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Prime Minister Shinzo Abe’s refusal to apologize anew for Japan’s sex-slave policy during World War II has a different meaning in Japan than it does abroad. The issue has come around again because the U.S. Congress is considering a resolution to demand that Japan clearly accept responsibility for the policy. Abe has said the government will stand by a 1993 apology issued by then Chief Cabinet Secretary Yohei Kono, but has stressed that there is no evidence that the Japanese military “used coercion” to force women into frontline brothels.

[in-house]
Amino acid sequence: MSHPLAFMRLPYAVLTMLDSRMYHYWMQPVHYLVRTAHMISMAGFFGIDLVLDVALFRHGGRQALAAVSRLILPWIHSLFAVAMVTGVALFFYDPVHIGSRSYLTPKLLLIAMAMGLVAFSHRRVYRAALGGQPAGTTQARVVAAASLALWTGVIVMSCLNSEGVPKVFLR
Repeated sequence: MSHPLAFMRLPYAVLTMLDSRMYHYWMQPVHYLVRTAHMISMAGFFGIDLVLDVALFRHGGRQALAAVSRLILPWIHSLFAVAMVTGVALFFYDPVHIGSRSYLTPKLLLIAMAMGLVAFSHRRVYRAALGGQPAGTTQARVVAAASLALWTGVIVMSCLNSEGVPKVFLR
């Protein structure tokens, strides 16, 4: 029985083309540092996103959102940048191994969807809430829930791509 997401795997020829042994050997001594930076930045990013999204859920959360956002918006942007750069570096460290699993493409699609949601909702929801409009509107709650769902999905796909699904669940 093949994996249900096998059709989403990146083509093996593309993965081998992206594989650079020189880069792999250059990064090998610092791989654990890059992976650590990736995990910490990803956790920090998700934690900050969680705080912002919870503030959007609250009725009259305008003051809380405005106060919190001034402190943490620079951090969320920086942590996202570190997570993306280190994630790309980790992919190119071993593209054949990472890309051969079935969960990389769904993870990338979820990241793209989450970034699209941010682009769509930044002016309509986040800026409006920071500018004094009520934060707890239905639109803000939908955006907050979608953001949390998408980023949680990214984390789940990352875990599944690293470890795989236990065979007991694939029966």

Overseas, Abe’s remarks made headlines and has provoked anger from those who say that the Japanese government has yet to own up to the sex-slave policy and is backtracking into denial. In Japan, Abe’s remarks have been buried in articles about Diet business or stuck at the end of TV news reports. The media see them as part of a strategy for Abe to appear more assertive in response to weakening public support for his administration.

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